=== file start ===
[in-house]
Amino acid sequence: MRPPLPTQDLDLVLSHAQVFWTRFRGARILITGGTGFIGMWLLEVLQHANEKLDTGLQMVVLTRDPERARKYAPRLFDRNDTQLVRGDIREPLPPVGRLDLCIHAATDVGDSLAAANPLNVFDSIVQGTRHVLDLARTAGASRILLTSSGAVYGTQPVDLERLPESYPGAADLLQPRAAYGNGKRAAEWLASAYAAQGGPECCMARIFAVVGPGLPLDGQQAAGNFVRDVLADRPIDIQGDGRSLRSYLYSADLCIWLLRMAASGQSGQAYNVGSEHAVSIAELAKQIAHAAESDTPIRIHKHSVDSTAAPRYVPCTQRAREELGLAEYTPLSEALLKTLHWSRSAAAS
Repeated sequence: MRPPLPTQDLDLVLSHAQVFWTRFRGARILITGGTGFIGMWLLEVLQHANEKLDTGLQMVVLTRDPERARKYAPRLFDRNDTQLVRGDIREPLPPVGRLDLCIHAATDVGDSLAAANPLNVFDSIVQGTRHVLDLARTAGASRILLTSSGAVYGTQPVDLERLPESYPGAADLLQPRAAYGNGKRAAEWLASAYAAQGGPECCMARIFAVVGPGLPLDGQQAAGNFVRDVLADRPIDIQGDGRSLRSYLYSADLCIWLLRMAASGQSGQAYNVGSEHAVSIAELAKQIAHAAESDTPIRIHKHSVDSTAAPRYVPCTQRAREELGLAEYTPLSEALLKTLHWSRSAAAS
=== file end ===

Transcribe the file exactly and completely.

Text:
[in-house]
Amino acid sequence: MRPPLPTQDLDLVLSHAQVFWTRFRGARILITGGTGFIGMWLLEVLQHANEKLDTGLQMVVLTRDPERARKYAPRLFDRNDTQLVRGDIREPLPPVGRLDLCIHAATDVGDSLAAANPLNVFDSIVQGTRHVLDLARTAGASRILLTSSGAVYGTQPVDLERLPESYPGAADLLQPRAAYGNGKRAAEWLASAYAAQGGPECCMARIFAVVGPGLPLDGQQAAGNFVRDVLADRPIDIQGDGRSLRSYLYSADLCIWLLRMAASGQSGQAYNVGSEHAVSIAELAKQIAHAAESDTPIRIHKHSVDSTAAPRYVPCTQRAREELGLAEYTPLSEALLKTLHWSRSAAAS
Repeated sequence: MRPPLPTQDLDLVLSHAQVFWTRFRGARILITGGTGFIGMWLLEVLQHANEKLDTGLQMVVLTRDPERARKYAPRLFDRNDTQLVRGDIREPLPPVGRLDLCIHAATDVGDSLAAANPLNVFDSIVQGTRHVLDLARTAGASRILLTSSGAVYGTQPVDLERLPESYPGAADLLQPRAAYGNGKRAAEWLASAYAAQGGPECCMARIFAVVGPGLPLDGQQAAGNFVRDVLADRPIDIQGDGRSLRSYLYSADLCIWLLRMAASGQSGQAYNVGSEHAVSIAELAKQIAHAAESDTPIRIHKHSVDSTAAPRYVPCTQRAREELGLAEYTPLSEALLKTLHWSRSAAAS